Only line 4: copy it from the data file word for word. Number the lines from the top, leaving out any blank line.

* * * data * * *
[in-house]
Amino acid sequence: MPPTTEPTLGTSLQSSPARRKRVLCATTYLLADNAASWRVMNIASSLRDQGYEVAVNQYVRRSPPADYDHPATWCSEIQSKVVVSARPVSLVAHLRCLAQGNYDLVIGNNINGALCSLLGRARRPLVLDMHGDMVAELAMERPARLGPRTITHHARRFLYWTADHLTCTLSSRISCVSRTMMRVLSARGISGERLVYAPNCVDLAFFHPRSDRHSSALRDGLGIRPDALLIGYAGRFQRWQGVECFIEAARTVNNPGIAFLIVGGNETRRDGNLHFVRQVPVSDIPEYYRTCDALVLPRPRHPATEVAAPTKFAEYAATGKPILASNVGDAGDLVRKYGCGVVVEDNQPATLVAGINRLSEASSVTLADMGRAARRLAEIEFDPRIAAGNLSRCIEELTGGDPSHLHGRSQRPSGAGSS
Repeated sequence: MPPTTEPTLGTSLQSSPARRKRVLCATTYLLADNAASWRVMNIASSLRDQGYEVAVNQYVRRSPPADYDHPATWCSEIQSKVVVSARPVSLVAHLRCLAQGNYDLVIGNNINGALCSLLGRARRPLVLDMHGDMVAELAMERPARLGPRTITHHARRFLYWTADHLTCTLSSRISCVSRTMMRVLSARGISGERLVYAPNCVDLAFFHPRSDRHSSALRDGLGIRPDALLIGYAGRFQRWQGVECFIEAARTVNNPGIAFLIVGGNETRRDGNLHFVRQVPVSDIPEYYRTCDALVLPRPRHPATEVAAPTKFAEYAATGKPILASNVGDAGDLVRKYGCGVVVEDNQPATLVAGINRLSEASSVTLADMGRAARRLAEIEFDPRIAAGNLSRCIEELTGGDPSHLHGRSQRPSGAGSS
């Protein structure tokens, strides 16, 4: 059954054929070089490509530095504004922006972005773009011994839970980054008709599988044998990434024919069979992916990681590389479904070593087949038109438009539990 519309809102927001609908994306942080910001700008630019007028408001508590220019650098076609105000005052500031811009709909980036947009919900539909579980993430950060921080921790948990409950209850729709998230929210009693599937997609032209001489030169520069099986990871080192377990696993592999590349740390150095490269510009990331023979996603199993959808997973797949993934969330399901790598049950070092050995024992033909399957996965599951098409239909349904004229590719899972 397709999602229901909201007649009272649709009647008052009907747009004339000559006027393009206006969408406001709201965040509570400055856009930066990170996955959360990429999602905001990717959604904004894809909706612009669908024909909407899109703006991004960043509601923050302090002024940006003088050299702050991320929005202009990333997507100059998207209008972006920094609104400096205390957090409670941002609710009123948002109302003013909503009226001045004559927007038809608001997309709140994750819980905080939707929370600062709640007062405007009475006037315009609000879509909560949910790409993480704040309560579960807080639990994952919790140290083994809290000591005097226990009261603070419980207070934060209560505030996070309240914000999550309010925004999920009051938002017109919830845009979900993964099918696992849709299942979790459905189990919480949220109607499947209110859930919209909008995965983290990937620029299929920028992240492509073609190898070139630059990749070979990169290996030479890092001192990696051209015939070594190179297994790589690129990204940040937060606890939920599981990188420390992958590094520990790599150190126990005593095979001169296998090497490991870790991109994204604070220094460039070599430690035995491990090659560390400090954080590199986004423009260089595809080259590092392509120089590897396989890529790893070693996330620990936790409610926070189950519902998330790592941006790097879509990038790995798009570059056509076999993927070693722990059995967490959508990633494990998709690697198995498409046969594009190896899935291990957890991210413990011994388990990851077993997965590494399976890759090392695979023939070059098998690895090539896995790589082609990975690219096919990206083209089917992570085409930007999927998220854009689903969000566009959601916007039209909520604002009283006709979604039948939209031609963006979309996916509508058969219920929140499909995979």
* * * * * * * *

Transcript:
């Protein structure tokens, strides 16, 4: 059954054929070089490509530095504004922006972005773009011994839970980054008709599988044998990434024919069979992916990681590389479904070593087949038109438009539990 519309809102927001609908994306942080910001700008630019007028408001508590220019650098076609105000005052500031811009709909980036947009919900539909579980993430950060921080921790948990409950209850729709998230929210009693599937997609032209001489030169520069099986990871080192377990696993592999590349740390150095490269510009990331023979996603199993959808997973797949993934969330399901790598049950070092050995024992033909399957996965599951098409239909349904004229590719899972 397709999602229901909201007649009272649709009647008052009907747009004339000559006027393009206006969408406001709201965040509570400055856009930066990170996955959360990429999602905001990717959604904004894809909706612009669908024909909407899109703006991004960043509601923050302090002024940006003088050299702050991320929005202009990333997507100059998207209008972006920094609104400096205390957090409670941002609710009123948002109302003013909503009226001045004559927007038809608001997309709140994750819980905080939707929370600062709640007062405007009475006037315009609000879509909560949910790409993480704040309560579960807080639990994952919790140290083994809290000591005097226990009261603070419980207070934060209560505030996070309240914000999550309010925004999920009051938002017109919830845009979900993964099918696992849709299942979790459905189990919480949220109607499947209110859930919209909008995965983290990937620029299929920028992240492509073609190898070139630059990749070979990169290996030479890092001192990696051209015939070594190179297994790589690129990204940040937060606890939920599981990188420390992958590094520990790599150190126990005593095979001169296998090497490991870790991109994204604070220094460039070599430690035995491990090659560390400090954080590199986004423009260089595809080259590092392509120089590897396989890529790893070693996330620990936790409610926070189950519902998330790592941006790097879509990038790995798009570059056509076999993927070693722990059995967490959508990633494990998709690697198995498409046969594009190896899935291990957890991210413990011994388990990851077993997965590494399976890759090392695979023939070059098998690895090539896995790589082609990975690219096919990206083209089917992570085409930007999927998220854009689903969000566009959601916007039209909520604002009283006709979604039948939209031609963006979309996916509508058969219920929140499909995979």